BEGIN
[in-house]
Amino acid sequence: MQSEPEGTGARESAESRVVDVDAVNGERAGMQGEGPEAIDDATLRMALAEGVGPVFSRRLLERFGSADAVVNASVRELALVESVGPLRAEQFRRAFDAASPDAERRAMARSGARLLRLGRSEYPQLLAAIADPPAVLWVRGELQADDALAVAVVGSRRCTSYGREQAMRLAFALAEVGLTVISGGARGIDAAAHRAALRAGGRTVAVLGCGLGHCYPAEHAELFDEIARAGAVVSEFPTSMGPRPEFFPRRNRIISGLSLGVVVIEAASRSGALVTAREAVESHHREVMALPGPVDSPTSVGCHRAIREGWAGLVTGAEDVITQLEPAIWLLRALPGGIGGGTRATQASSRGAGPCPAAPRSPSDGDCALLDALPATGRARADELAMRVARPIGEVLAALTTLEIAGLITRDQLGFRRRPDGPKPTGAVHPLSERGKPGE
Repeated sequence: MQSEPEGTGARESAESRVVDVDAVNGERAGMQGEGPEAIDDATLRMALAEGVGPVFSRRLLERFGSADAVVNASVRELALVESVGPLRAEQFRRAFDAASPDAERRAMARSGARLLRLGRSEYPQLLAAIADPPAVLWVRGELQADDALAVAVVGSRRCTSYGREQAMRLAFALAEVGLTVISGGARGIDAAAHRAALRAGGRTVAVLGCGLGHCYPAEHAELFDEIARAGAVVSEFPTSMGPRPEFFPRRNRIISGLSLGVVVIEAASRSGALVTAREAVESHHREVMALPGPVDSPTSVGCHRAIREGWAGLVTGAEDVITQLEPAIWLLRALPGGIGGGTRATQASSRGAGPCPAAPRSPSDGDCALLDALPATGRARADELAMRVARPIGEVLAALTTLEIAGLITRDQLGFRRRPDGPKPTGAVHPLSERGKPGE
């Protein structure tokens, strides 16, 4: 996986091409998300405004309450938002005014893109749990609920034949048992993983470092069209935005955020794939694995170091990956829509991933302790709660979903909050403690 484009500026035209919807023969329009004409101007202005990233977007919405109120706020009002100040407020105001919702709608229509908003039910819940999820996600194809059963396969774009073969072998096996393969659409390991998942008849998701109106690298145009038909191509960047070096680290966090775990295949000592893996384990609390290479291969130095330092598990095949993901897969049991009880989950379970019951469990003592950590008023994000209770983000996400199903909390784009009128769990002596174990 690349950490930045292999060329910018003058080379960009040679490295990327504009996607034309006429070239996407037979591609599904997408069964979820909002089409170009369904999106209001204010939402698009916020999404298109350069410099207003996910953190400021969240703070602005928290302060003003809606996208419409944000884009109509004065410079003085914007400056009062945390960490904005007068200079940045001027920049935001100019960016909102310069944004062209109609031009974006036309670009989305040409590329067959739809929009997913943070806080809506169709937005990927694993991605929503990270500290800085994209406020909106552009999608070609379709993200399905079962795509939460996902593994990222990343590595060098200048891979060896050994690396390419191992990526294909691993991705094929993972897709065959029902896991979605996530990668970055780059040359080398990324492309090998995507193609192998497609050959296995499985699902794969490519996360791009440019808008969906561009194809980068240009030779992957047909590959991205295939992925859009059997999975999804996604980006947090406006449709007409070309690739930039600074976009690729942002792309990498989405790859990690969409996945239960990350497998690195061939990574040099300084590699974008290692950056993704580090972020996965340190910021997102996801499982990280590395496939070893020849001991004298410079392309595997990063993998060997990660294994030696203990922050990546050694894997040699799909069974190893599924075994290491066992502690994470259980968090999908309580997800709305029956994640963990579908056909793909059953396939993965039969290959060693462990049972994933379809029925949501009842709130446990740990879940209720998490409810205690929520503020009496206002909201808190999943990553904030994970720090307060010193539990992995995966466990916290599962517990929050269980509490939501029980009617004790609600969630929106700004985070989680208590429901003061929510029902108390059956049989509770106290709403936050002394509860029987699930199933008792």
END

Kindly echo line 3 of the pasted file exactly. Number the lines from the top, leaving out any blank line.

Repeated sequence: MQSEPEGTGARESAESRVVDVDAVNGERAGMQGEGPEAIDDATLRMALAEGVGPVFSRRLLERFGSADAVVNASVRELALVESVGPLRAEQFRRAFDAASPDAERRAMARSGARLLRLGRSEYPQLLAAIADPPAVLWVRGELQADDALAVAVVGSRRCTSYGREQAMRLAFALAEVGLTVISGGARGIDAAAHRAALRAGGRTVAVLGCGLGHCYPAEHAELFDEIARAGAVVSEFPTSMGPRPEFFPRRNRIISGLSLGVVVIEAASRSGALVTAREAVESHHREVMALPGPVDSPTSVGCHRAIREGWAGLVTGAEDVITQLEPAIWLLRALPGGIGGGTRATQASSRGAGPCPAAPRSPSDGDCALLDALPATGRARADELAMRVARPIGEVLAALTTLEIAGLITRDQLGFRRRPDGPKPTGAVHPLSERGKPGE